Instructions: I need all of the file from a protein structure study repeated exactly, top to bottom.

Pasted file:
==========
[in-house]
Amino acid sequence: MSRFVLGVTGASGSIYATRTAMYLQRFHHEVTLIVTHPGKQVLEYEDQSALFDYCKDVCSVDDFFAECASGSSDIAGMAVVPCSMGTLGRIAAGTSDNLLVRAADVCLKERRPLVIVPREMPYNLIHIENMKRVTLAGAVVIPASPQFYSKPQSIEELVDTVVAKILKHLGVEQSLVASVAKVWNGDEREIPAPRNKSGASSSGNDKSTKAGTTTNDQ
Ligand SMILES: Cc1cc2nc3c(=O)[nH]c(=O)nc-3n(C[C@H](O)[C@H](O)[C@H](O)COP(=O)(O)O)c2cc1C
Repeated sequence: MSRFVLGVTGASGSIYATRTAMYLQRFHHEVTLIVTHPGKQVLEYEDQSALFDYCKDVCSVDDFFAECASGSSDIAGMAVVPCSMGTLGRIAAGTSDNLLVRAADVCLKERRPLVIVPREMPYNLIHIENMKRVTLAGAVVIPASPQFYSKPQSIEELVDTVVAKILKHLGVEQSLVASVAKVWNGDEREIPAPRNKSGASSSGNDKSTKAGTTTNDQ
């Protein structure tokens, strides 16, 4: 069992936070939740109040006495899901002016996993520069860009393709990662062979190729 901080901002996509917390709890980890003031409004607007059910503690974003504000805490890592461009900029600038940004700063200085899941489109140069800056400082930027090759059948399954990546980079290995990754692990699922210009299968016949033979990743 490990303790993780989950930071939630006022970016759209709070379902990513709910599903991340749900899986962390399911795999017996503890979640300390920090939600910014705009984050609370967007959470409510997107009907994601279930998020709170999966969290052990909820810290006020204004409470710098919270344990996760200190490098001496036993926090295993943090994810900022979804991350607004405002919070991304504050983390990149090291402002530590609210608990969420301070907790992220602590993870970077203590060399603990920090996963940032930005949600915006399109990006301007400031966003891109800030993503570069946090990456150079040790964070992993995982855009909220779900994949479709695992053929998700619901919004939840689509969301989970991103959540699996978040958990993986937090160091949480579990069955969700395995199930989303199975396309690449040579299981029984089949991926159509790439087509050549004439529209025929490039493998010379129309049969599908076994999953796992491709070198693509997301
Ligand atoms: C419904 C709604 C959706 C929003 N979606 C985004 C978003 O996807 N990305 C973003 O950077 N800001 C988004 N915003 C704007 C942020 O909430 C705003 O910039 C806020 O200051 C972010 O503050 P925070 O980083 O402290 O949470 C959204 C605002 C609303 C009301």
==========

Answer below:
[in-house]
Amino acid sequence: MSRFVLGVTGASGSIYATRTAMYLQRFHHEVTLIVTHPGKQVLEYEDQSALFDYCKDVCSVDDFFAECASGSSDIAGMAVVPCSMGTLGRIAAGTSDNLLVRAADVCLKERRPLVIVPREMPYNLIHIENMKRVTLAGAVVIPASPQFYSKPQSIEELVDTVVAKILKHLGVEQSLVASVAKVWNGDEREIPAPRNKSGASSSGNDKSTKAGTTTNDQ
Ligand SMILES: Cc1cc2nc3c(=O)[nH]c(=O)nc-3n(C[C@H](O)[C@H](O)[C@H](O)COP(=O)(O)O)c2cc1C
Repeated sequence: MSRFVLGVTGASGSIYATRTAMYLQRFHHEVTLIVTHPGKQVLEYEDQSALFDYCKDVCSVDDFFAECASGSSDIAGMAVVPCSMGTLGRIAAGTSDNLLVRAADVCLKERRPLVIVPREMPYNLIHIENMKRVTLAGAVVIPASPQFYSKPQSIEELVDTVVAKILKHLGVEQSLVASVAKVWNGDEREIPAPRNKSGASSSGNDKSTKAGTTTNDQ
């Protein structure tokens, strides 16, 4: 069992936070939740109040006495899901002016996993520069860009393709990662062979190729 901080901002996509917390709890980890003031409004607007059910503690974003504000805490890592461009900029600038940004700063200085899941489109140069800056400082930027090759059948399954990546980079290995990754692990699922210009299968016949033979990743 490990303790993780989950930071939630006022970016759209709070379902990513709910599903991340749900899986962390399911795999017996503890979640300390920090939600910014705009984050609370967007959470409510997107009907994601279930998020709170999966969290052990909820810290006020204004409470710098919270344990996760200190490098001496036993926090295993943090994810900022979804991350607004405002919070991304504050983390990149090291402002530590609210608990969420301070907790992220602590993870970077203590060399603990920090996963940032930005949600915006399109990006301007400031966003891109800030993503570069946090990456150079040790964070992993995982855009909220779900994949479709695992053929998700619901919004939840689509969301989970991103959540699996978040958990993986937090160091949480579990069955969700395995199930989303199975396309690449040579299981029984089949991926159509790439087509050549004439529209025929490039493998010379129309049969599908076994999953796992491709070198693509997301
Ligand atoms: C419904 C709604 C959706 C929003 N979606 C985004 C978003 O996807 N990305 C973003 O950077 N800001 C988004 N915003 C704007 C942020 O909430 C705003 O910039 C806020 O200051 C972010 O503050 P925070 O980083 O402290 O949470 C959204 C605002 C609303 C009301």